Time for a change: If a bird hasn't taken residence in a box then it might need to be moved to a better location
I don’t mind working outside and I don’t really notice the cold till I get indoors. There is always plenty of jobs to be done in the garden and moving around helps me stay warm. For the last week I have been checking the nest boxes on the trees around the garden.
With the breeding season well over now is the time to clean out the boxes and carry out any necessary repairs. Also if a bird has not taken up residence after one season I like to move the box to another other tree.
I often hear from schools or Tidy Towns groups that erected bird boxes several years ago and have had no luck in attracting birds. Location is usually the problem as birds like a degree of safety that is provided by camouflaging the box in ivy or any climber. Back in my garden the first box I took down had been used by a great tit during the summer. I had watched them early in the year checking out the bird box. They cautiously peered in and popped inside for a quick look. This went on for a few days and then all went quiet.
The following week the male started to sing from the nearby trees and occasionally I could see the female bringing in nesting material. Later in spring the male would appear at the entrance with a beak full of fat caterpillars for his hungry family. He had gathered these from the nearby oak, alder and hawthorn trees.
The nest now in my hands was really well made and lined with soft hairs to keep the chicks warm. I carefully put this into a box and it will be used at nature walks and talks.
Cleaning the boxes is really easy. Don’t use any harsh chemicals. I just give the box a good scrub with a wire brush and some hot water. I leave it in the sun to dry out, with the lid open for plenty of fresh air.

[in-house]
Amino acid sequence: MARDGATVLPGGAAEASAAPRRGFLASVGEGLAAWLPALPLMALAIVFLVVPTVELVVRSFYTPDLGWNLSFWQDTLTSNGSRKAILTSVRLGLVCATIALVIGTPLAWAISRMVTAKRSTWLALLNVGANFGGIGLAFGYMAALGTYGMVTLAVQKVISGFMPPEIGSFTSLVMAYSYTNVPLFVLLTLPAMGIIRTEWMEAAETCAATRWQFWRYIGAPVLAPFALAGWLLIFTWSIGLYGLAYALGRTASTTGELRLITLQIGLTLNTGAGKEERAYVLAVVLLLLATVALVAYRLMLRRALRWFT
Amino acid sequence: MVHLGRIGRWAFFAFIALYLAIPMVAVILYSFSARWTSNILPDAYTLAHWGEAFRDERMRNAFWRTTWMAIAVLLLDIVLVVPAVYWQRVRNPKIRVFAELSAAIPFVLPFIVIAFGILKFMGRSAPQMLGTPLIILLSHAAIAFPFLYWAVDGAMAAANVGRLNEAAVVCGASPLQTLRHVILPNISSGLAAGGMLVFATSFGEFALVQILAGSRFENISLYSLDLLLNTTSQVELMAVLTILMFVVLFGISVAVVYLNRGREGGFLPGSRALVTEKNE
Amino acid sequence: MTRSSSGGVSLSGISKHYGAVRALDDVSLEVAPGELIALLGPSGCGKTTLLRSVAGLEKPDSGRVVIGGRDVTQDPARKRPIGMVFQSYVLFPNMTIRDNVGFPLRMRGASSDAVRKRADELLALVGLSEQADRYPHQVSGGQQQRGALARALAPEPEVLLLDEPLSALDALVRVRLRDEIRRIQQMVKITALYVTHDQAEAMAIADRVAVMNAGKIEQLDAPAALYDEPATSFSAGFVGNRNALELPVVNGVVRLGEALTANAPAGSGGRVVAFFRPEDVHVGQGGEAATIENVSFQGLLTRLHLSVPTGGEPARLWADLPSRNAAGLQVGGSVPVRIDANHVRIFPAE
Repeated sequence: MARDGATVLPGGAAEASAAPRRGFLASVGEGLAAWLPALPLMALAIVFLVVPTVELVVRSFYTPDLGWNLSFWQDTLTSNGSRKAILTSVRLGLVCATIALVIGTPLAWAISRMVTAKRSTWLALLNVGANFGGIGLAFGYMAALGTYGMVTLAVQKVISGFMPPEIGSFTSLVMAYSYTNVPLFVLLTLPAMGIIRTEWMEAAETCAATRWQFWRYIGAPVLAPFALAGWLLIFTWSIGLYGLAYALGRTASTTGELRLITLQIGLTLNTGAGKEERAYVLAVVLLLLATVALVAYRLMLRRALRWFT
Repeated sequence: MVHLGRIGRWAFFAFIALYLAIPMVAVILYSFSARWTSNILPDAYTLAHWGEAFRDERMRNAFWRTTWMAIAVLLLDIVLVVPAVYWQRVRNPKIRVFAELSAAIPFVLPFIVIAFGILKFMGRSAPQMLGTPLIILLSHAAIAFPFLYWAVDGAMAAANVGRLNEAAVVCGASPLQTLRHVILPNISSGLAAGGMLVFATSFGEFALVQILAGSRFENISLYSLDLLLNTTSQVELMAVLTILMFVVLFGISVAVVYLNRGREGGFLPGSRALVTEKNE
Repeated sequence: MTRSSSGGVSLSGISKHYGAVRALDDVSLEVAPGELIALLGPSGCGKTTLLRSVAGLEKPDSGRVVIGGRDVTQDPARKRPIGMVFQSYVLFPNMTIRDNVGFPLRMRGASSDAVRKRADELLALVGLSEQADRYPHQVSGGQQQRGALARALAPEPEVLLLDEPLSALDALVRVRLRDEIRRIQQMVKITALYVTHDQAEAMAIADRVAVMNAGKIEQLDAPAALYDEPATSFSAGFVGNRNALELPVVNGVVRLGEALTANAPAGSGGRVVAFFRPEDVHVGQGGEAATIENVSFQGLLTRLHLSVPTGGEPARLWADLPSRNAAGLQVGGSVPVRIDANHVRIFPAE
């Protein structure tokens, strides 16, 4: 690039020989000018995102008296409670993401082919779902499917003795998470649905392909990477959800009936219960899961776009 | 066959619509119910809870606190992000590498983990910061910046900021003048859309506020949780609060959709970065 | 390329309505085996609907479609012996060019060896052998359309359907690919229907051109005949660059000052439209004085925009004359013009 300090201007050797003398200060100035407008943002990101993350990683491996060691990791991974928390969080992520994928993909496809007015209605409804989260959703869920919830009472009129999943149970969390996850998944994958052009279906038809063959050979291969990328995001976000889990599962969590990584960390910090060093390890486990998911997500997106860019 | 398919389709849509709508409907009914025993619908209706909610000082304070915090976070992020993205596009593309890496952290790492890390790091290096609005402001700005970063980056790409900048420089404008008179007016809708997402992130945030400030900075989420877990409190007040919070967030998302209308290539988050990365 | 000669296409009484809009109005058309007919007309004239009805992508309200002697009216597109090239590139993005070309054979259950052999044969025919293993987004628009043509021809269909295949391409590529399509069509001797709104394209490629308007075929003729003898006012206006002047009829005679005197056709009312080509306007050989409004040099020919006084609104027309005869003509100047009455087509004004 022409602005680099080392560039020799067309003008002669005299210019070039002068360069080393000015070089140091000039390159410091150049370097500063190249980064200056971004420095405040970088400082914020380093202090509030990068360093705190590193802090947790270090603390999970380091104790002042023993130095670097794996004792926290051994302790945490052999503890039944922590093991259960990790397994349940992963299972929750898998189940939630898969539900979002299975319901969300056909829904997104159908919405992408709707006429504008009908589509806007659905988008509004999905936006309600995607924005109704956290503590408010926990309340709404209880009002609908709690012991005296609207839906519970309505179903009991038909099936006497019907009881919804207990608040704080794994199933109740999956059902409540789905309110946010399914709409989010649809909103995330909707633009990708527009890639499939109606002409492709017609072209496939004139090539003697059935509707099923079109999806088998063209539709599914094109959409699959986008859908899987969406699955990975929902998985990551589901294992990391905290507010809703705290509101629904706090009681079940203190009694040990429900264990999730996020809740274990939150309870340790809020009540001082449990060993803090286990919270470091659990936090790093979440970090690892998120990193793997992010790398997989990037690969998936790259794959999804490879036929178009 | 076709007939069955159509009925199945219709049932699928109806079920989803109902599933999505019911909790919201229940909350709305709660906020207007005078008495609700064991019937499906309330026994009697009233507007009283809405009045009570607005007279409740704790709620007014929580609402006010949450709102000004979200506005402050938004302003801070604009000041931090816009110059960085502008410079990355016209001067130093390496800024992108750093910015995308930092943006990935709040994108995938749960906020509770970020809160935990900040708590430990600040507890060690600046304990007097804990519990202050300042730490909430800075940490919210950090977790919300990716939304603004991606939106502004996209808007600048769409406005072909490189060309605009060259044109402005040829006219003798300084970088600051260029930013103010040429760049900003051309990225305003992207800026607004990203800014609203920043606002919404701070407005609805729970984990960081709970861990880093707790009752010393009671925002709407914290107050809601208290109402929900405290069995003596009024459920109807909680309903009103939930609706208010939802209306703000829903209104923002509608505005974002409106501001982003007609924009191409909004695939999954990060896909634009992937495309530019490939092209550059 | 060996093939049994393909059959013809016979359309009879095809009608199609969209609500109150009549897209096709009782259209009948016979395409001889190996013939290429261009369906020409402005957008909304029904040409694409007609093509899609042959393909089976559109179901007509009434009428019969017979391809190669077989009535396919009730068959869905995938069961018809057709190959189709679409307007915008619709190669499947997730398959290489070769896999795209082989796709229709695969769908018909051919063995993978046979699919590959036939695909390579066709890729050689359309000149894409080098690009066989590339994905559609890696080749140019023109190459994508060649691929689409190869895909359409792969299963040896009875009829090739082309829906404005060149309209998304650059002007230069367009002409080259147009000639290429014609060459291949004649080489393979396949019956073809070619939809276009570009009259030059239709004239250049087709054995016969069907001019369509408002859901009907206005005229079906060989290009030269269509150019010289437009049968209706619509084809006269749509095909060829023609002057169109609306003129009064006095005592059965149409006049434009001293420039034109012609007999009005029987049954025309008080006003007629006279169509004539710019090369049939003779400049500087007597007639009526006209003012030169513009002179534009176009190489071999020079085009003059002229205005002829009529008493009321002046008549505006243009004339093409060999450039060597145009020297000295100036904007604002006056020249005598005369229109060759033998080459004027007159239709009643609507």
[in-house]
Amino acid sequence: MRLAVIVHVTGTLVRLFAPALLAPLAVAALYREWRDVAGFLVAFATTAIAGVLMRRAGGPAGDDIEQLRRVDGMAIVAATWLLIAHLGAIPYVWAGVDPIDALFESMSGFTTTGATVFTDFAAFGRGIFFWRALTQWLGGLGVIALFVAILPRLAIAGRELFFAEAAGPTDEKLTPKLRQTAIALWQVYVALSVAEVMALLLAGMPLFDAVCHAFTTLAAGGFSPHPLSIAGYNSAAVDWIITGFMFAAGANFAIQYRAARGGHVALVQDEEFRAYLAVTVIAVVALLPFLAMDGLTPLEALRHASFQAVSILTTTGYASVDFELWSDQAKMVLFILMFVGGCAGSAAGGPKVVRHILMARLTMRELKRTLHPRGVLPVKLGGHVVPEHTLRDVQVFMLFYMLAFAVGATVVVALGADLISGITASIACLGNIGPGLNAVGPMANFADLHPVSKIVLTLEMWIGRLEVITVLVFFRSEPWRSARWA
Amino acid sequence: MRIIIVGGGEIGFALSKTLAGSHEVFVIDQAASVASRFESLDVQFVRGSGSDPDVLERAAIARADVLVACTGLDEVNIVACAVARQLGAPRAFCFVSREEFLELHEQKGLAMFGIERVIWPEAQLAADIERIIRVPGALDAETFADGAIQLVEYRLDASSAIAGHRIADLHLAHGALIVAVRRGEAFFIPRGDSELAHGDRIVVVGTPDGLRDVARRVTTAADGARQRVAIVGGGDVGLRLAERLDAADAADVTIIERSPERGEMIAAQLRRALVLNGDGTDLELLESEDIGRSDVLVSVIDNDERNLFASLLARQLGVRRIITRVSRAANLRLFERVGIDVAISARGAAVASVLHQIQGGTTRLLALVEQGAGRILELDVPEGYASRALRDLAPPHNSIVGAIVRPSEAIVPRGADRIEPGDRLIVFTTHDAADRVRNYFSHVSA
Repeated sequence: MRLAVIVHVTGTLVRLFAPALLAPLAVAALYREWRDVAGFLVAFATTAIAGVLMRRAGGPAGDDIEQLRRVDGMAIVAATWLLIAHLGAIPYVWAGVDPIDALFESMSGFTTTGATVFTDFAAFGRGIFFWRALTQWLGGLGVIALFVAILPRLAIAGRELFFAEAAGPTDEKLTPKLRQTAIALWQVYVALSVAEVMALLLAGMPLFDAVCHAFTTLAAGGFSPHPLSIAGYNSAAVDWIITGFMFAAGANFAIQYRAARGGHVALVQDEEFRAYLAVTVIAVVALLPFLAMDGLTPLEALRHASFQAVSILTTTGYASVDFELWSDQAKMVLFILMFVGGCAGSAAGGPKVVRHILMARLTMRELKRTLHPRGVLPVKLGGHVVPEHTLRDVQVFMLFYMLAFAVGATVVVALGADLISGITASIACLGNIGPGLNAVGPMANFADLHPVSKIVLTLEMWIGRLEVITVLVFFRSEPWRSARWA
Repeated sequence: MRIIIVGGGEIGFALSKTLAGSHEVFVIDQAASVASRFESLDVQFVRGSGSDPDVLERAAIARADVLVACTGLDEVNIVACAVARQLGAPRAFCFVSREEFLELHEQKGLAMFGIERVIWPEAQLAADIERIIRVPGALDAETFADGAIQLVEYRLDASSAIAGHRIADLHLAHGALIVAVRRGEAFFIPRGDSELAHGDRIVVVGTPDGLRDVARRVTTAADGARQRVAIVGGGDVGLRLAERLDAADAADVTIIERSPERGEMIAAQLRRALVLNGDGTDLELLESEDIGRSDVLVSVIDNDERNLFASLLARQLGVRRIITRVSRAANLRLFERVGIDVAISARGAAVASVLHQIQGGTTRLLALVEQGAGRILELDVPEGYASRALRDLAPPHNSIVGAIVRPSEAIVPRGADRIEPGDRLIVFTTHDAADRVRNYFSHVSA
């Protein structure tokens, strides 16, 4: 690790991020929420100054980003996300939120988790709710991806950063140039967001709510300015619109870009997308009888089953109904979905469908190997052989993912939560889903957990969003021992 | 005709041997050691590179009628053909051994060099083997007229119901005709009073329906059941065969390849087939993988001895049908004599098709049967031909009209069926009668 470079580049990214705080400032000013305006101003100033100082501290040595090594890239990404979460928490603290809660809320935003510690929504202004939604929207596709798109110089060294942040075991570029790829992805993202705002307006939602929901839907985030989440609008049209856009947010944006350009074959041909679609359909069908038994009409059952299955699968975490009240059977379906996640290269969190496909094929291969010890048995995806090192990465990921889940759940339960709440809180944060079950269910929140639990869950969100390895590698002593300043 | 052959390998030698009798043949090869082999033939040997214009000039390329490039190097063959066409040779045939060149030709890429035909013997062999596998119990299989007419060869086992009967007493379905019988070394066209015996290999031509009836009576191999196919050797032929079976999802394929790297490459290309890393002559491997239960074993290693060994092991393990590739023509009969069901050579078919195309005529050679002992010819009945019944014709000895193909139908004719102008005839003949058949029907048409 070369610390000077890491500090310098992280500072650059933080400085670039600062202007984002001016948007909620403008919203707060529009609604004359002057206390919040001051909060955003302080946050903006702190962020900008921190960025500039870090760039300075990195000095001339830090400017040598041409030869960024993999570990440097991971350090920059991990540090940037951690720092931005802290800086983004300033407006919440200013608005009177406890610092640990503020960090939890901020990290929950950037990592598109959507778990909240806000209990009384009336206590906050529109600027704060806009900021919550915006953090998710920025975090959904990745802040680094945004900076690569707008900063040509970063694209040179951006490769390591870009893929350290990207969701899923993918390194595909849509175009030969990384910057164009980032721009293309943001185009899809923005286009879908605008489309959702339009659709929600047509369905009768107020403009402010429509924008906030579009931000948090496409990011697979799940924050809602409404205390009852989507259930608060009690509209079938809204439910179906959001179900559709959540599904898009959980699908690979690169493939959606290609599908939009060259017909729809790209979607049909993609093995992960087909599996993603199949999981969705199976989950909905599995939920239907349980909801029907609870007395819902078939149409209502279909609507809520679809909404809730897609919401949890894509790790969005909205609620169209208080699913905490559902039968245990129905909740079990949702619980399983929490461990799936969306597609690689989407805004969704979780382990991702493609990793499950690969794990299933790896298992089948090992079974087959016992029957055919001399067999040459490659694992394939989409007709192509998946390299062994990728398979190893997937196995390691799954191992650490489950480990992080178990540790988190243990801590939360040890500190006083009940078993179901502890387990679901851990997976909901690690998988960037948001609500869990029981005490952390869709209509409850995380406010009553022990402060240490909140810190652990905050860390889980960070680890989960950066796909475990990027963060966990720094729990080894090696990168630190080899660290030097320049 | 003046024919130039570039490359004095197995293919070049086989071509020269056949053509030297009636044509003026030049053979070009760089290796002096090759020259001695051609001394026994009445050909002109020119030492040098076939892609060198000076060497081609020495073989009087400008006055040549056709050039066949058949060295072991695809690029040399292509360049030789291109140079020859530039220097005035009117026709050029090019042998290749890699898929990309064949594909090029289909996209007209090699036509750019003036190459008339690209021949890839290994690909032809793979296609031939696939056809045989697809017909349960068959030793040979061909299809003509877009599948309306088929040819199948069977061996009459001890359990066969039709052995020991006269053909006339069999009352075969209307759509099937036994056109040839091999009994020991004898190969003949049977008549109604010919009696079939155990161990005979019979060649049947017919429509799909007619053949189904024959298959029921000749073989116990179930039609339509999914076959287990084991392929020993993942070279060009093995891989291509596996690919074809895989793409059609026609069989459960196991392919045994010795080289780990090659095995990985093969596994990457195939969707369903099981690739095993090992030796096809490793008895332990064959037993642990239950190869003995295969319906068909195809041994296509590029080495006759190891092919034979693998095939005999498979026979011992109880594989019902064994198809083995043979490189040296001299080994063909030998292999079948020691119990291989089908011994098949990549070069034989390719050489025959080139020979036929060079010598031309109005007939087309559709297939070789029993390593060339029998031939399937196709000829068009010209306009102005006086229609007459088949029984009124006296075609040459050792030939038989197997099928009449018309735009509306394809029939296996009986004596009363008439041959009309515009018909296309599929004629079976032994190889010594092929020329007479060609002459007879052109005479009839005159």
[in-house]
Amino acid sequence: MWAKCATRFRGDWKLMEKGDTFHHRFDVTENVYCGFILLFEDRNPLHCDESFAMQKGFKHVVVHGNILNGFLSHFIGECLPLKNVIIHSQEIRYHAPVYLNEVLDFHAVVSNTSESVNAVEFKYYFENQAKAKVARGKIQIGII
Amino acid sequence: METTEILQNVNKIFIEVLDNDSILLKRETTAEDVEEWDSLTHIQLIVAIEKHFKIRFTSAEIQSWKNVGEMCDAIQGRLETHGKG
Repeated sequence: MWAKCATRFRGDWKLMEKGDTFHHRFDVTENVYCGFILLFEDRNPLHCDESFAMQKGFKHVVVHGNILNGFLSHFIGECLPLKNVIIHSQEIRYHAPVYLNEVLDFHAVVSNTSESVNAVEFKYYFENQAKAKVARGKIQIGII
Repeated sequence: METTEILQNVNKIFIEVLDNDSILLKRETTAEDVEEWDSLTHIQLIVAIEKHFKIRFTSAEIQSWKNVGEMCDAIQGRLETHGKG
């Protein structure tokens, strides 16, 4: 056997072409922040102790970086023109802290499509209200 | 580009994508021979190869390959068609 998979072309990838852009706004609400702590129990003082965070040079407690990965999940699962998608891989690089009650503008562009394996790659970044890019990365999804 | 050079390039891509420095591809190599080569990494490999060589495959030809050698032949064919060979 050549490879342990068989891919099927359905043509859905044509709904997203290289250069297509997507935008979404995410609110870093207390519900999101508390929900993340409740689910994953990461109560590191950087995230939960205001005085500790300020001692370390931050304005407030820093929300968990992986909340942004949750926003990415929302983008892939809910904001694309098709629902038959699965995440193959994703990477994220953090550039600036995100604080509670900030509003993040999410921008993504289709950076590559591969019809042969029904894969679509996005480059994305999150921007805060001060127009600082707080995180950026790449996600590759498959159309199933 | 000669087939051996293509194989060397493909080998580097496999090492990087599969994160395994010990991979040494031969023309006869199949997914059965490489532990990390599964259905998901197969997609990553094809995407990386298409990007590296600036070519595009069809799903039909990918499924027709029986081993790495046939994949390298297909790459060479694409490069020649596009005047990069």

I try and put the bird box back up within a week or I usually forget about it. Before I would have nailed or screwed the box onto a tree. This can create an open wound on the tree that allows diseases in. Current best practice is to use tying wire, or cable ties and this allows this material expands with the tree, rather than cutting into it. For Tidy Towns groups the adjudicators also frown on nails and screws in trees.
I also have a few opened fronted nest boxes and these attract birds like robins and blackbirds. Last spring I moved one to a spot where blackbirds have nested in a low hedge at the base of the trees. The male took the hint and he was showing great interest till the resident robin intervened.
There was great chackling from the blackbird and a few scuffles and my money was on the larger blackbird. But to my surprise the robin prevailed and they raised two broods of chicks there through the summer. The blackbird occasionally passed by landed on the box did his business and with a loud call flew away.
I have already planned to put up a few new boxes and the local Men’s Shed are building these. Sheds have been a brilliant support to tidy towns and schools and many communities have their boxes proudly displayed on trees.
Limerick Birdwatch: November 23 from 9.30am- 12.30pm at Curraghchase Forest Park. A look for jays and migrant chaffinches, bramblings and hawfinches. Who know what will turn up?
firstname.lastname@example.org or 089 4230502. Albert is also available to do walk/talks with schools and community groups